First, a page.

XML retrieval

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XML retrieval, or XML Information Retrieval, is the content-based retrieval of documents structured with XML (eXtensible Markup Language). As such it is used for computing relevance of XML documents.[1]


Most XML retrieval approaches do so based on techniques from the information retrieval (IR) area, e.g. by computing the similarity between a query consisting of keywords (query terms) and the document. However, in XML-Retrieval the query can also contain structural hints. So-called "content and structure" (CAS) queries enable users to specify what structure the requested content can or must have.

Exploiting XML structure[edit]

Taking advantage of the self-describing structure of XML documents can improve the search for XML documents significantly. This includes the use of CAS queries, the weighting of different XML elements differently and the focused retrieval of subdocuments.


Ranking in XML-Retrieval can incorporate both content relevance and structural similarity, which is the resemblance between the structure given in the query and the structure of the document. Also, the retrieval units resulting from an XML query may not always be entire documents, but can be any deeply nested XML elements, i.e. dynamic documents. The aim is to find the smallest retrieval unit that is highly relevant. Relevance can be defined according to the notion of specificity, which is the extent to which a retrieval unit focuses on the topic of request.[2]

Existing XML search engines[edit]

An overview of two potential approaches is available.[3][4] The INitiative for the Evaluation of XML-Retrieval (INEX) was founded in 2002 and provides a platform for evaluating such algorithms.[2] Three different areas influence XML-Retrieval:[5]

Traditional XML query languages[edit]

Query languages such as the W3C standard XQuery[6] supply complex queries, but only look for exact matches. Therefore, they need to be extended to allow for vague search with relevance computing. Most XML-centered approaches imply a quite exact knowledge of the documents' schemas.[7]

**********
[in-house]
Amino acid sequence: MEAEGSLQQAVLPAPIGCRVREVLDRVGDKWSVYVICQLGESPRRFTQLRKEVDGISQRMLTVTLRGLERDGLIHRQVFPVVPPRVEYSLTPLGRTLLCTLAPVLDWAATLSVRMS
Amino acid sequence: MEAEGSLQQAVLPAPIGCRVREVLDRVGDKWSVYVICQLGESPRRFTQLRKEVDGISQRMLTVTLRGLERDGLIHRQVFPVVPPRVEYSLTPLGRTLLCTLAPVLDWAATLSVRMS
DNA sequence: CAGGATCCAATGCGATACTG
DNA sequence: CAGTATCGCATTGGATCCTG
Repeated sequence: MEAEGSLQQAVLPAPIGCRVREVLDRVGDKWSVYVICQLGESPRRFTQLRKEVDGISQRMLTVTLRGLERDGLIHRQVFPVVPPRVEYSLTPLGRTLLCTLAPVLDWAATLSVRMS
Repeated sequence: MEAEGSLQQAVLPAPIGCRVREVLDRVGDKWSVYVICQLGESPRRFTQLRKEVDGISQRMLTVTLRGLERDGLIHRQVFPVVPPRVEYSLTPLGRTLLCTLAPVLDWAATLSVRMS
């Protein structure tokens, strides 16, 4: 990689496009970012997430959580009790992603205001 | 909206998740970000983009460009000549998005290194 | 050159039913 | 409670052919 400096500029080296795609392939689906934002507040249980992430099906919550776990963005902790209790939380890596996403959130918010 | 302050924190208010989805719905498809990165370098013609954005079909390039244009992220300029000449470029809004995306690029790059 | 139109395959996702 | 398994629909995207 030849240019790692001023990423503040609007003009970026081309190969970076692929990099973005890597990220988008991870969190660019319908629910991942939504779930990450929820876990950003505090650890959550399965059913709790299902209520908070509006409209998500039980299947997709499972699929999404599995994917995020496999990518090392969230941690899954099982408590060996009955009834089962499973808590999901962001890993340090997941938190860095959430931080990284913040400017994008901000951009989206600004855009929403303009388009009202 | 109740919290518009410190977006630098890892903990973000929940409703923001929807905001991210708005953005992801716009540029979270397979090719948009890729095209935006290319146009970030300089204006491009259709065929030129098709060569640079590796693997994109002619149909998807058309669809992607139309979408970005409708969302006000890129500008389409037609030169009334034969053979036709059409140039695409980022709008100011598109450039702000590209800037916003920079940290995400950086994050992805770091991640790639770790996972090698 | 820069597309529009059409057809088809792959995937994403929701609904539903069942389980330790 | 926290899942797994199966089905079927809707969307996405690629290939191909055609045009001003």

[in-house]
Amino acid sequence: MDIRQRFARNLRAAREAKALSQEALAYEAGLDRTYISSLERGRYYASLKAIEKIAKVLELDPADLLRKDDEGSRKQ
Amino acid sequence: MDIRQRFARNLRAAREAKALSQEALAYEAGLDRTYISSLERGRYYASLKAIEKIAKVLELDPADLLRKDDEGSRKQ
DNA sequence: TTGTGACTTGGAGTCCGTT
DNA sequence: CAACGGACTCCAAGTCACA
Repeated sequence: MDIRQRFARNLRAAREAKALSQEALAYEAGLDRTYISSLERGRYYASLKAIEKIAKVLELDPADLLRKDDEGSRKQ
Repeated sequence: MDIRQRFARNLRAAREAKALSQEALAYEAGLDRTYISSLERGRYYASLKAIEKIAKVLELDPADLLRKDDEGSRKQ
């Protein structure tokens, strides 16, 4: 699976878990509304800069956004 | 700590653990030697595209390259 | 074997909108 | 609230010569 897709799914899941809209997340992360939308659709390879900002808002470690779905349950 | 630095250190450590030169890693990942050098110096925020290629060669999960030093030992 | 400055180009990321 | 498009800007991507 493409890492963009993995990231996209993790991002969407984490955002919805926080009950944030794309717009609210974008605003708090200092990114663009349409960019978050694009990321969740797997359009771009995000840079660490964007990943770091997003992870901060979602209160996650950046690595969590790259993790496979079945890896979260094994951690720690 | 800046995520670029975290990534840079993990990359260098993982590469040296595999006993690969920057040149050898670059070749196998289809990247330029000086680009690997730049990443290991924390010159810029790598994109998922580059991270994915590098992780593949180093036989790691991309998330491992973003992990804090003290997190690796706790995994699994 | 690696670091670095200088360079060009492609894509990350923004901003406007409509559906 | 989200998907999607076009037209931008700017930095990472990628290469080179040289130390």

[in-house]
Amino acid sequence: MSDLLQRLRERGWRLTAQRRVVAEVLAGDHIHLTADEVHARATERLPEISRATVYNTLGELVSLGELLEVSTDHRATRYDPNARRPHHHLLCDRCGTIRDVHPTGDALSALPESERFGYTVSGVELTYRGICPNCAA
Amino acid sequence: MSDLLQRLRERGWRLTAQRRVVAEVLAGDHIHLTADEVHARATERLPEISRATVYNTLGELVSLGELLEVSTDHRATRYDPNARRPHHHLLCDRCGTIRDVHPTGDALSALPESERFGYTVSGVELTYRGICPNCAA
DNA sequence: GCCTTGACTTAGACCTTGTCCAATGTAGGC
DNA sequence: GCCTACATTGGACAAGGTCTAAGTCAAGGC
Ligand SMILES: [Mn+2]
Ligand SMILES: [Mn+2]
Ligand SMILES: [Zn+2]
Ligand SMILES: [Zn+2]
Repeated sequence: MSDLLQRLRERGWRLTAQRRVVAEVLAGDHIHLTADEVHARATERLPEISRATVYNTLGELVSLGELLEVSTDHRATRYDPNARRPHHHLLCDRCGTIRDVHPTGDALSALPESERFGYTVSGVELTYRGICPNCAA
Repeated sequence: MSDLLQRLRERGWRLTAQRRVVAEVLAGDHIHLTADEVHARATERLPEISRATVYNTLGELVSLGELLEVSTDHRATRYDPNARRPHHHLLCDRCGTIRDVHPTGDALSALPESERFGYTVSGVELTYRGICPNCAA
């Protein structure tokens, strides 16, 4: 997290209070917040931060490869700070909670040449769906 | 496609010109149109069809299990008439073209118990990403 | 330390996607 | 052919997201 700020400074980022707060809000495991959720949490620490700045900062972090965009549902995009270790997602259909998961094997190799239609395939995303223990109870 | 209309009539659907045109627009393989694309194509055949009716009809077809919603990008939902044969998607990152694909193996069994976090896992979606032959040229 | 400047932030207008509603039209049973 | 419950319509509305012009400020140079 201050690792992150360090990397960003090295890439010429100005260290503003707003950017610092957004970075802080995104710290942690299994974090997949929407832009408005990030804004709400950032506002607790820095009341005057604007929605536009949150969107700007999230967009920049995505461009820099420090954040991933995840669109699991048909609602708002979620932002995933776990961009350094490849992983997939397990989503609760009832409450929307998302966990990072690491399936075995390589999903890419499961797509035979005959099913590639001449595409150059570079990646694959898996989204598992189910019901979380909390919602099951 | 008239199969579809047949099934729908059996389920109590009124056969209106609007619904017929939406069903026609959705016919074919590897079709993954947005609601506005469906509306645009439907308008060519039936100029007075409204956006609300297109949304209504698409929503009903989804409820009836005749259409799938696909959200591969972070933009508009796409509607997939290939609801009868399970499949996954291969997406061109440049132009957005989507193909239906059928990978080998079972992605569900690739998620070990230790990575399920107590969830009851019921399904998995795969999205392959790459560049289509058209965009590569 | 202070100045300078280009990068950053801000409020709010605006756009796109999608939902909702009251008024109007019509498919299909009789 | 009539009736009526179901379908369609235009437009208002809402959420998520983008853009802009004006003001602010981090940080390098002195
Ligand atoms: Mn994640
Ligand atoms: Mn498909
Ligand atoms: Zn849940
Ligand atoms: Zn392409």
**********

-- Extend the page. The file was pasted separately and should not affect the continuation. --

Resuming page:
Classic database systems have adopted the possibility to store semi-structured data[5] and resulted in the development of XML databases. Often, they are very formal, concentrate more on searching than on ranking, and are used by experienced users able to formulate complex queries.

Information retrieval[edit]

Classic information retrieval models such as the vector space model provide relevance ranking, but do not include document structure; only flat queries are supported. Also, they apply a static document concept, so retrieval units usually are entire documents.[7] They can be extended to consider structural information and dynamic document retrieval. Examples for approaches extending the vector space models are available: they use document subtrees (index terms plus structure) as dimensions of the vector space.[8]

See also[edit]


  1. ^ Winter, Judith; Drobnik, Oswald (November 9, 2007). "An Architecture for XML Information Retrieval in a Peer-to-Peer Environment" (PDF). ACM. Retrieved 2009-02-10. 
  2. ^ a b Malik, Saadia; Trotman, Andrew; Lalmas, Mounia; Fuhr, Norbert (2007). "Overview of INEX 2006" (PDF). Proceedings of the Fifth Workshop of the INitiative for the Evaluation of XML Retrieval. Archived from the original (PDF) on October 16, 2008. Retrieved 2009-02-10. 
  3. ^ Amer-Yahia, Sihem; Lalmas, Mounia (2006). "XML Search: Languages, INEX and Scoring" (PDF). SIGMOD Rec. Vol. 35, No. 4. Retrieved 2009-02-10. [dead link]
  4. ^ Pal, Sukomal (June 30, 2006). "XML Retrieval: A Survey". Technical Report, CVPR. CiteSeerX: 
  5. ^ a b Fuhr, Norbert; Gövert, N.; Kazai, Gabriella; Lalmas, Mounia (2003). "INEX: Initiative for the Evaluation of XML Retrieval" (PDF). Proceedings of the First INEX Workshop, Dagstuhl, Germany, 2002. ERCIM Workshop Proceedings, France. Archived from the original (PDF) on November 21, 2008. Retrieved 2009-02-10. 
  6. ^ Boag, Scott; Chamberlin, Don; Fernández, Mary F.; Florescu, Daniela; Robie, Jonathan; Siméon, Jérôme (23 January 2007). "XQuery 1.0: An XML Query Language". W3C Recommendation. World Wide Web Consortium. Retrieved 2009-02-10. 
  7. ^ a b Schlieder, Torsten; Meuss, Holger (2002). "Querying and Ranking XML Documents". Journal of the American Society for Information Science and Technology, Vol. 53, No. 6. Archived from the original on June 10, 2007. Retrieved 2009-02-10. 
  8. ^ Liu, Shaorong; Zou, Qinghua; Chu, Wesley W. (2004). "Configurable Indexing and Ranking for XML Information Retrieval" (PDF). SIGIR'04. ACM. Retrieved 2009-02-10.